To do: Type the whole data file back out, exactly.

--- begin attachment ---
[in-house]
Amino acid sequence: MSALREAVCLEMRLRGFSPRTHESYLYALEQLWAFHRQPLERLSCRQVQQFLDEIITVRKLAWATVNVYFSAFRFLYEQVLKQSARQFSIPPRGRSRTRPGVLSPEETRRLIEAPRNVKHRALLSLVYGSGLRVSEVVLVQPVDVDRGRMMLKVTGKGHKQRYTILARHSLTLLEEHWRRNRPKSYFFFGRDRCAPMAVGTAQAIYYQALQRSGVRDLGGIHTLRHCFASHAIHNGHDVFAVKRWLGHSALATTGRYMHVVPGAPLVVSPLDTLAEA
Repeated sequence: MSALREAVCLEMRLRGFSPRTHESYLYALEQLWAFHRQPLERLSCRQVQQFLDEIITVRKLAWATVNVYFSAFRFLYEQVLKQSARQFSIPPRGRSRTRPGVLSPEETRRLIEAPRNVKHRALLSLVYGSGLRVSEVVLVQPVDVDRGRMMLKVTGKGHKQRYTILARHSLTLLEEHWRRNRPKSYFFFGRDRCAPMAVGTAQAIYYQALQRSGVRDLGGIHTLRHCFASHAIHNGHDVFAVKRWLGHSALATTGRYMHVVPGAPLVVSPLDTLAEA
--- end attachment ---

[in-house]
Amino acid sequence: MSALREAVCLEMRLRGFSPRTHESYLYALEQLWAFHRQPLERLSCRQVQQFLDEIITVRKLAWATVNVYFSAFRFLYEQVLKQSARQFSIPPRGRSRTRPGVLSPEETRRLIEAPRNVKHRALLSLVYGSGLRVSEVVLVQPVDVDRGRMMLKVTGKGHKQRYTILARHSLTLLEEHWRRNRPKSYFFFGRDRCAPMAVGTAQAIYYQALQRSGVRDLGGIHTLRHCFASHAIHNGHDVFAVKRWLGHSALATTGRYMHVVPGAPLVVSPLDTLAEA
Repeated sequence: MSALREAVCLEMRLRGFSPRTHESYLYALEQLWAFHRQPLERLSCRQVQQFLDEIITVRKLAWATVNVYFSAFRFLYEQVLKQSARQFSIPPRGRSRTRPGVLSPEETRRLIEAPRNVKHRALLSLVYGSGLRVSEVVLVQPVDVDRGRMMLKVTGKGHKQRYTILARHSLTLLEEHWRRNRPKSYFFFGRDRCAPMAVGTAQAIYYQALQRSGVRDLGGIHTLRHCFASHAIHNGHDVFAVKRWLGHSALATTGRYMHVVPGAPLVVSPLDTLAEA